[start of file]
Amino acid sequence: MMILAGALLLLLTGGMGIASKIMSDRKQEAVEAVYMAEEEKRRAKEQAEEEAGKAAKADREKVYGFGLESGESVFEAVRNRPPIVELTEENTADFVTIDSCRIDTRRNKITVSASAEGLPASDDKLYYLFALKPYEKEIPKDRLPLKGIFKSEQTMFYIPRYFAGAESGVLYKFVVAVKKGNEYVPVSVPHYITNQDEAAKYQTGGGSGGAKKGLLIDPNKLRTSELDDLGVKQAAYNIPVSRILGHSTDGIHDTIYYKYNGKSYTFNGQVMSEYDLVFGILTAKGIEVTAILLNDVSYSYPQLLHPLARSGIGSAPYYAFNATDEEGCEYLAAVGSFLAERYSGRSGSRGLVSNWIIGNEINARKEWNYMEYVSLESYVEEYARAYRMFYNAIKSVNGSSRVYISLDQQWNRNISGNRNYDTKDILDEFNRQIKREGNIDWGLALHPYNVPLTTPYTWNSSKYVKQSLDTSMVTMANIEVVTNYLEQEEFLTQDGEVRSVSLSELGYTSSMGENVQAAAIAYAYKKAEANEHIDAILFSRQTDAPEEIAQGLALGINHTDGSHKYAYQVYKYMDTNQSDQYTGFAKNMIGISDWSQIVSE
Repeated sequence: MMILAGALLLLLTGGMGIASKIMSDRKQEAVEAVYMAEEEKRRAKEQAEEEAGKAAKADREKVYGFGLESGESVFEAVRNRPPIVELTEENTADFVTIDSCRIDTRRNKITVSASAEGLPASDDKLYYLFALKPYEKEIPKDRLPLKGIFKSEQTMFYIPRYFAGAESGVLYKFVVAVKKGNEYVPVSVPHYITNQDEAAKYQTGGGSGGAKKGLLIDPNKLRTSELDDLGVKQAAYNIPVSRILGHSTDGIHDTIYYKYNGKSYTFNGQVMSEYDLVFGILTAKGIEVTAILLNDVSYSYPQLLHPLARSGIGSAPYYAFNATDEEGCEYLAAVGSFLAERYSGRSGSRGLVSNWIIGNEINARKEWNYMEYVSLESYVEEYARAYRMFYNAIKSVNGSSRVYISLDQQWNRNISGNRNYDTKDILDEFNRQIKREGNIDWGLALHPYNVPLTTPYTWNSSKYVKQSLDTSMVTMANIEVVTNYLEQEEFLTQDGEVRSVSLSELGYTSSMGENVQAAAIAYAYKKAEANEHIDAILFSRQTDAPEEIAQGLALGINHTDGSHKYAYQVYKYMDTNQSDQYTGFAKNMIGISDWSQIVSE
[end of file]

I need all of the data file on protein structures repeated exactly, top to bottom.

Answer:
Amino acid sequence: MMILAGALLLLLTGGMGIASKIMSDRKQEAVEAVYMAEEEKRRAKEQAEEEAGKAAKADREKVYGFGLESGESVFEAVRNRPPIVELTEENTADFVTIDSCRIDTRRNKITVSASAEGLPASDDKLYYLFALKPYEKEIPKDRLPLKGIFKSEQTMFYIPRYFAGAESGVLYKFVVAVKKGNEYVPVSVPHYITNQDEAAKYQTGGGSGGAKKGLLIDPNKLRTSELDDLGVKQAAYNIPVSRILGHSTDGIHDTIYYKYNGKSYTFNGQVMSEYDLVFGILTAKGIEVTAILLNDVSYSYPQLLHPLARSGIGSAPYYAFNATDEEGCEYLAAVGSFLAERYSGRSGSRGLVSNWIIGNEINARKEWNYMEYVSLESYVEEYARAYRMFYNAIKSVNGSSRVYISLDQQWNRNISGNRNYDTKDILDEFNRQIKREGNIDWGLALHPYNVPLTTPYTWNSSKYVKQSLDTSMVTMANIEVVTNYLEQEEFLTQDGEVRSVSLSELGYTSSMGENVQAAAIAYAYKKAEANEHIDAILFSRQTDAPEEIAQGLALGINHTDGSHKYAYQVYKYMDTNQSDQYTGFAKNMIGISDWSQIVSE
Repeated sequence: MMILAGALLLLLTGGMGIASKIMSDRKQEAVEAVYMAEEEKRRAKEQAEEEAGKAAKADREKVYGFGLESGESVFEAVRNRPPIVELTEENTADFVTIDSCRIDTRRNKITVSASAEGLPASDDKLYYLFALKPYEKEIPKDRLPLKGIFKSEQTMFYIPRYFAGAESGVLYKFVVAVKKGNEYVPVSVPHYITNQDEAAKYQTGGGSGGAKKGLLIDPNKLRTSELDDLGVKQAAYNIPVSRILGHSTDGIHDTIYYKYNGKSYTFNGQVMSEYDLVFGILTAKGIEVTAILLNDVSYSYPQLLHPLARSGIGSAPYYAFNATDEEGCEYLAAVGSFLAERYSGRSGSRGLVSNWIIGNEINARKEWNYMEYVSLESYVEEYARAYRMFYNAIKSVNGSSRVYISLDQQWNRNISGNRNYDTKDILDEFNRQIKREGNIDWGLALHPYNVPLTTPYTWNSSKYVKQSLDTSMVTMANIEVVTNYLEQEEFLTQDGEVRSVSLSELGYTSSMGENVQAAAIAYAYKKAEANEHIDAILFSRQTDAPEEIAQGLALGINHTDGSHKYAYQVYKYMDTNQSDQYTGFAKNMIGISDWSQIVSE